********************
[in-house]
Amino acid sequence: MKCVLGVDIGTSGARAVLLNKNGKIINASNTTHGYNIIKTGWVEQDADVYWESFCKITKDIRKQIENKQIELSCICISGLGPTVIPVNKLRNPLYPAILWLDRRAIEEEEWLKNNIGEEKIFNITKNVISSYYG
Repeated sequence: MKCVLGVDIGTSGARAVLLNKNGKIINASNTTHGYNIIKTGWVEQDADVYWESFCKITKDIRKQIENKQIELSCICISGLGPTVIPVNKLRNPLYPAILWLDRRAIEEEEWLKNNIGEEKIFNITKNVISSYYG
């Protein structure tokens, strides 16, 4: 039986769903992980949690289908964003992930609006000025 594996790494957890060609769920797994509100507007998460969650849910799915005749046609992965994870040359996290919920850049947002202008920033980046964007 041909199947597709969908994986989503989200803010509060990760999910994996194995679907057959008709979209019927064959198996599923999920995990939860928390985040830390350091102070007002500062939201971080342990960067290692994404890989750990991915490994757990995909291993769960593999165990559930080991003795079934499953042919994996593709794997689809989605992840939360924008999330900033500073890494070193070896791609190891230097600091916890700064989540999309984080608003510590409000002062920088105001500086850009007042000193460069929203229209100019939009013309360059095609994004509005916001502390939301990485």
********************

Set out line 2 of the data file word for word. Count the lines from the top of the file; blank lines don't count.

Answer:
Amino acid sequence: MKCVLGVDIGTSGARAVLLNKNGKIINASNTTHGYNIIKTGWVEQDADVYWESFCKITKDIRKQIENKQIELSCICISGLGPTVIPVNKLRNPLYPAILWLDRRAIEEEEWLKNNIGEEKIFNITKNVISSYYG